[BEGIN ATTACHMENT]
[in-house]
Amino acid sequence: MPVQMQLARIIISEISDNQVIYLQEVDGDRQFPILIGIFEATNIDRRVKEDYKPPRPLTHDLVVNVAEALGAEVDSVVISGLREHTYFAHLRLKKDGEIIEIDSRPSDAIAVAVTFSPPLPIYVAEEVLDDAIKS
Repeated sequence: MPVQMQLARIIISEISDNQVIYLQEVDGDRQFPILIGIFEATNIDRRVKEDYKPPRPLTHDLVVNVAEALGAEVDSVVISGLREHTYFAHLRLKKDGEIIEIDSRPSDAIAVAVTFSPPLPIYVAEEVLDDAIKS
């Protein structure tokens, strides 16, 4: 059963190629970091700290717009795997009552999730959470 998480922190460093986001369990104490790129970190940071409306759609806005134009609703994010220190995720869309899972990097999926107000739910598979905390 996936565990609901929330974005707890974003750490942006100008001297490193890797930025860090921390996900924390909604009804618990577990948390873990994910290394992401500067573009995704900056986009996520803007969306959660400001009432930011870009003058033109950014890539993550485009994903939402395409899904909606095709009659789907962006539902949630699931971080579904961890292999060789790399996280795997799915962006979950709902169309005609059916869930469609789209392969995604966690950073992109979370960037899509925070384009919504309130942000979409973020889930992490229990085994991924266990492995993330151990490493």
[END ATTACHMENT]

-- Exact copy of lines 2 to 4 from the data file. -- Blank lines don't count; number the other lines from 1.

Amino acid sequence: MPVQMQLARIIISEISDNQVIYLQEVDGDRQFPILIGIFEATNIDRRVKEDYKPPRPLTHDLVVNVAEALGAEVDSVVISGLREHTYFAHLRLKKDGEIIEIDSRPSDAIAVAVTFSPPLPIYVAEEVLDDAIKS
Repeated sequence: MPVQMQLARIIISEISDNQVIYLQEVDGDRQFPILIGIFEATNIDRRVKEDYKPPRPLTHDLVVNVAEALGAEVDSVVISGLREHTYFAHLRLKKDGEIIEIDSRPSDAIAVAVTFSPPLPIYVAEEVLDDAIKS
């Protein structure tokens, strides 16, 4: 059963190629970091700290717009795997009552999730959470 998480922190460093986001369990104490790129970190940071409306759609806005134009609703994010220190995720869309899972990097999926107000739910598979905390 996936565990609901929330974005707890974003750490942006100008001297490193890797930025860090921390996900924390909604009804618990577990948390873990994910290394992401500067573009995704900056986009996520803007969306959660400001009432930011870009003058033109950014890539993550485009994903939402395409899904909606095709009659789907962006539902949630699931971080579904961890292999060789790399996280795997799915962006979950709902169309005609059916869930469609789209392969995604966690950073992109979370960037899509925070384009919504309130942000979409973020889930992490229990085994991924266990492995993330151990490493």